Wednesday, August 8, 2007

Shiatsu Massage - Interview with John Kozinski of the Kushi Institute

Author's note: Since this article was first published in 2004 the situation in France has changed, with a certain amount of progress being made thanks to the creation of various associations for the promotion of holistic massage. However, only time will tell as to whether or not these associations will continue to be a protective force, in view of the pressures on most associations to conform to escalating regulatory measures imposed by government and industry.

October 31, 2004

It comes as rather a surprise to people in countries such as the UK and the US, where alternative medicine is still practised relatively freely, to learn that in the more medically repressive countries such as France, shiatsu massage is a crime punishable by law. With massage having been 'colonised', redefined and controlled by the medical authorities, the only legitimate form permitted (unless you choose to sneak off and bravely practise on the black market) is what you'll get from the official knee-cracking 'kinesithérapeutes' who wouldn't know a shiatsu from their big toe.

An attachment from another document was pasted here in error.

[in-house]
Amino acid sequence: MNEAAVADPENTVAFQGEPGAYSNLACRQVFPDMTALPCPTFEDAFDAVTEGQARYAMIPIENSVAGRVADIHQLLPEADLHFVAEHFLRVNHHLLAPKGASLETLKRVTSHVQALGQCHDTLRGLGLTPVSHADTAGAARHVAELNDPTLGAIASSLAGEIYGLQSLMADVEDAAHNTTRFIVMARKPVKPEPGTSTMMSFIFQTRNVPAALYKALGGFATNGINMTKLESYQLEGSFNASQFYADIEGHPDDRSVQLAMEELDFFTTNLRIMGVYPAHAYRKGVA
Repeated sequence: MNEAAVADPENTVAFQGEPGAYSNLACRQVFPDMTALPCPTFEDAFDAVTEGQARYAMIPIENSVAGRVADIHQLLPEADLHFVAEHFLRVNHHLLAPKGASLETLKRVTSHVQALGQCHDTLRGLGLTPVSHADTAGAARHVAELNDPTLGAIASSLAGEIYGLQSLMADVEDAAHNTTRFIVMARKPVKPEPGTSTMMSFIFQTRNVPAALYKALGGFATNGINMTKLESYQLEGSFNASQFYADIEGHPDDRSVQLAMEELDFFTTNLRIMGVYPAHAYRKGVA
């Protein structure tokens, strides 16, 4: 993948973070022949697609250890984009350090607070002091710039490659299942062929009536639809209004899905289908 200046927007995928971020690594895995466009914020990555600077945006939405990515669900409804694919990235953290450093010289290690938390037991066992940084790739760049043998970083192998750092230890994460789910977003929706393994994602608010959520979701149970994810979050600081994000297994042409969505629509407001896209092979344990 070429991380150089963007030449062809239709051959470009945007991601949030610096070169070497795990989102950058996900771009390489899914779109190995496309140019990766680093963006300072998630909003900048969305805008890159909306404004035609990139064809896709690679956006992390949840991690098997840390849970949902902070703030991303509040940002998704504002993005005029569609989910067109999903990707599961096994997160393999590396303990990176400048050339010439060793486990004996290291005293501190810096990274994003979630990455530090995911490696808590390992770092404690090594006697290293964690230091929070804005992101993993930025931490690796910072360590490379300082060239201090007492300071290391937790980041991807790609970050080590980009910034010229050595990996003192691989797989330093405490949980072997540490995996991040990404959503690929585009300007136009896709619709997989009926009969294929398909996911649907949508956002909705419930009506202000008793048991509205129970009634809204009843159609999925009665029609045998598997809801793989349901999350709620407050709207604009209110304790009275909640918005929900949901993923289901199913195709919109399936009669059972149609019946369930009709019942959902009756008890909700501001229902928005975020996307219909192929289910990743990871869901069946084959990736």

So before the current tide of prohibitive legislation jump steps the rest of the world into line with countries such as France, it would be a worthwhile aim to learn about this valuable therapy whose roots reach back to antiquity.

In the following interview, John Kozinski - counsellor and tutor at the Kushi Institute Massachusetts - explains macrobiotic shiatsu, Do-In (a relative of shiatsu practised on oneself) and the macrobiotic view of supplements.